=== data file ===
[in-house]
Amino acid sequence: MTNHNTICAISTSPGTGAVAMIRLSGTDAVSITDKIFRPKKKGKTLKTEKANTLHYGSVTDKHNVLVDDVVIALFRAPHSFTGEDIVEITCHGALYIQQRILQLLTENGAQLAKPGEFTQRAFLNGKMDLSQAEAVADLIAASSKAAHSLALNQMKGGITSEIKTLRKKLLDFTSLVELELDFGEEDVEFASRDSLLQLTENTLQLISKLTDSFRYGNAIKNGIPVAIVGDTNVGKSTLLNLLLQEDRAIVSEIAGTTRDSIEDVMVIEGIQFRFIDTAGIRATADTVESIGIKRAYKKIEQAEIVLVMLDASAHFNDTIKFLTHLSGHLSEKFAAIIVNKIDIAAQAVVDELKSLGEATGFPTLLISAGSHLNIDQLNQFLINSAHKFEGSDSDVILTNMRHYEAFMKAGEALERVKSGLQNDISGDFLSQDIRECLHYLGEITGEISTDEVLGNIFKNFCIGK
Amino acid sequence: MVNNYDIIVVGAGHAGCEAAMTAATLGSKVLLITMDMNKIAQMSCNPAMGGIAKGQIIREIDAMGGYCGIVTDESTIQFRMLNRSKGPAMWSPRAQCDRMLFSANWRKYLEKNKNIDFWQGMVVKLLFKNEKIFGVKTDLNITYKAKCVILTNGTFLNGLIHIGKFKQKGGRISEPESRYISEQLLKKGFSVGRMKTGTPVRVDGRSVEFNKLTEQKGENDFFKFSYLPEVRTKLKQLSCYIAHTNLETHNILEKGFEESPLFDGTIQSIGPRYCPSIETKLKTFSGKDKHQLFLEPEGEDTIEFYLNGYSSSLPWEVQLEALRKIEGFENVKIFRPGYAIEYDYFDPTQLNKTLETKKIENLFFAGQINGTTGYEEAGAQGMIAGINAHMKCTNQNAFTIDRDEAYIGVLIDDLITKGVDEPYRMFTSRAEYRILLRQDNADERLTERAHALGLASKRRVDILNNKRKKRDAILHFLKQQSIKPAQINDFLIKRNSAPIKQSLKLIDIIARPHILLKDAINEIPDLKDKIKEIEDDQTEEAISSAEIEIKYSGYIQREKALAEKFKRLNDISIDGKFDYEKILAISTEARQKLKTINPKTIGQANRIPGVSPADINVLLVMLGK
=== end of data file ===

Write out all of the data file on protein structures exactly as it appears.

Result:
[in-house]
Amino acid sequence: MTNHNTICAISTSPGTGAVAMIRLSGTDAVSITDKIFRPKKKGKTLKTEKANTLHYGSVTDKHNVLVDDVVIALFRAPHSFTGEDIVEITCHGALYIQQRILQLLTENGAQLAKPGEFTQRAFLNGKMDLSQAEAVADLIAASSKAAHSLALNQMKGGITSEIKTLRKKLLDFTSLVELELDFGEEDVEFASRDSLLQLTENTLQLISKLTDSFRYGNAIKNGIPVAIVGDTNVGKSTLLNLLLQEDRAIVSEIAGTTRDSIEDVMVIEGIQFRFIDTAGIRATADTVESIGIKRAYKKIEQAEIVLVMLDASAHFNDTIKFLTHLSGHLSEKFAAIIVNKIDIAAQAVVDELKSLGEATGFPTLLISAGSHLNIDQLNQFLINSAHKFEGSDSDVILTNMRHYEAFMKAGEALERVKSGLQNDISGDFLSQDIRECLHYLGEITGEISTDEVLGNIFKNFCIGK
Amino acid sequence: MVNNYDIIVVGAGHAGCEAAMTAATLGSKVLLITMDMNKIAQMSCNPAMGGIAKGQIIREIDAMGGYCGIVTDESTIQFRMLNRSKGPAMWSPRAQCDRMLFSANWRKYLEKNKNIDFWQGMVVKLLFKNEKIFGVKTDLNITYKAKCVILTNGTFLNGLIHIGKFKQKGGRISEPESRYISEQLLKKGFSVGRMKTGTPVRVDGRSVEFNKLTEQKGENDFFKFSYLPEVRTKLKQLSCYIAHTNLETHNILEKGFEESPLFDGTIQSIGPRYCPSIETKLKTFSGKDKHQLFLEPEGEDTIEFYLNGYSSSLPWEVQLEALRKIEGFENVKIFRPGYAIEYDYFDPTQLNKTLETKKIENLFFAGQINGTTGYEEAGAQGMIAGINAHMKCTNQNAFTIDRDEAYIGVLIDDLITKGVDEPYRMFTSRAEYRILLRQDNADERLTERAHALGLASKRRVDILNNKRKKRDAILHFLKQQSIKPAQINDFLIKRNSAPIKQSLKLIDIIARPHILLKDAINEIPDLKDKIKEIEDDQTEEAISSAEIEIKYSGYIQREKALAEKFKRLNDISIDGKFDYEKILAISTEARQKLKTINPKTIGQANRIPGVSPADINVLLVMLGK